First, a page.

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What is the capital of Tunisia?

How do I say: “I always get stung” in French using “Je me fais piquer”?

“Je me fais toujours piquer” is how you properly say it.

Je me fais toujours piquer is the correct way to say it.

Toujours, just like any other adverb in French, is to be placed after the conjugated/infinitive verb or in the beginning of the clause (proposition).


Usain Bolt court vite. [Usain Bolt runs fast]

J’aime généralement parler aux gens. [I usually like talking to people]

Toujours voir avant d’y croire. [Always see it before believing it]

Je suis évidemment prêt à le faire. [I’m obviously ready to do it.]

Le plus courant avec toujours:

Je me fais toujours piquer.

Egalement possible:

Je me fait piquer toujours.

Les adverbes peuvent se placer à peu près n’importe où, mais cela peut dépendre de leur rôle (associé au verbe, à un adjectif, à un groupe nominal).

Voir sur wikipedia des exemples et règles assez détaillées.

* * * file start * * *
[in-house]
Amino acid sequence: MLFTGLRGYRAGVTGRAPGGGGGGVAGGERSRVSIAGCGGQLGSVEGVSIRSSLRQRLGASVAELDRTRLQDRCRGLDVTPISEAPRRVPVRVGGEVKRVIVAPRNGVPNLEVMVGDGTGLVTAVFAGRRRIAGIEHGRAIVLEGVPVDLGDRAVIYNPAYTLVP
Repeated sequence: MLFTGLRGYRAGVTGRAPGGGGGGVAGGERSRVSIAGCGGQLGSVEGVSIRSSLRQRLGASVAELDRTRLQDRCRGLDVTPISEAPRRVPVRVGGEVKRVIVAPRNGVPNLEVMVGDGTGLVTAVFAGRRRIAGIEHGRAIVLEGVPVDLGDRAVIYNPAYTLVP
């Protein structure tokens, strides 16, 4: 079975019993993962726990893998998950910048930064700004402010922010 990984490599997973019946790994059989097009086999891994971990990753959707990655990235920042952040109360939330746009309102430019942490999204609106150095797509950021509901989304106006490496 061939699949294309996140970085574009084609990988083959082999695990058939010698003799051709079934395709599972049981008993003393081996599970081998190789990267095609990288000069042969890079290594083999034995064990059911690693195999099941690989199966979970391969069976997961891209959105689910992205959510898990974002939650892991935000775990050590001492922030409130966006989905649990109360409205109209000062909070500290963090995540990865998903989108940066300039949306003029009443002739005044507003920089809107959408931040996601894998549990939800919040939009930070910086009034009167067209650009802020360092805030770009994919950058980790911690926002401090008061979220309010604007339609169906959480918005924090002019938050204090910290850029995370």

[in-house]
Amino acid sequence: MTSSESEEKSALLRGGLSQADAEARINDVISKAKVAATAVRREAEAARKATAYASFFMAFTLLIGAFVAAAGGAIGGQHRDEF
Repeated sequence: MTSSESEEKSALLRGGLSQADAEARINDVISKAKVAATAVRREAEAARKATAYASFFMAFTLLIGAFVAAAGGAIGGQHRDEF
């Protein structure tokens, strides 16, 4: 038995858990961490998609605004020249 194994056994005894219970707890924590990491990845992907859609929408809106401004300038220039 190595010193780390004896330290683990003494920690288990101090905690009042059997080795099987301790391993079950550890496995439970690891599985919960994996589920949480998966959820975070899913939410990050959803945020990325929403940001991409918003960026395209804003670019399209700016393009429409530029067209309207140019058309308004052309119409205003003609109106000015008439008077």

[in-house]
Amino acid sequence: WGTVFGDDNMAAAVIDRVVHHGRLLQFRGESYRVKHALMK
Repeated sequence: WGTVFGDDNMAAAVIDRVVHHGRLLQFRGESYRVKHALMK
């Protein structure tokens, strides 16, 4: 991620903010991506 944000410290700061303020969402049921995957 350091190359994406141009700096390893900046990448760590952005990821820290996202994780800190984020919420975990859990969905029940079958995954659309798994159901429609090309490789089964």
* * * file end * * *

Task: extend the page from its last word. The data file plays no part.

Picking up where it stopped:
If the rest of the sentence is a condition, like “I always get stung when I sleep with my window open”, you would say “je me fais toujours piquer quand je dors la fenêtre ouverte”.

With less context, “tout le temps” would be much more common than “toujours”, although slightly more familiar : “je me fais piquer tout le temps” or “je me fais tout le temps piquer”. The difference in putting it before or after the verb is quite subtle : after the verb, the emphasis is on the temporal frequency ; before the verb, it’s more a relative frequency : “all the time” versus “every time”. It’s a question of context though, not every sentence will have that nuance, and it’s not valid for other adverbial locutions.

Adverbs are, in the vast majority of cases, just after the verb they modify. Here, even though the meaning is born by “piquer”, the conjugated verb is “fais”. So, “je me fais piquer toujours” is wrong : the adverb is too far from its verb.

One additional note, slightly off-topic : many people understand “je me suis fait XXX” as “I had someone / something XXX me” : I asked for it. “J’ai été piqué” doesn’t have that ambiguity : it’s something that happened, without any incentive from you. I’m not saying you should use the passive form : “je me suis fait piquer” is much more natural in colloquial speech. However, for sensitive subjects, it’s more careful to remove the ambiguity.


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What is the capital of Tunisia?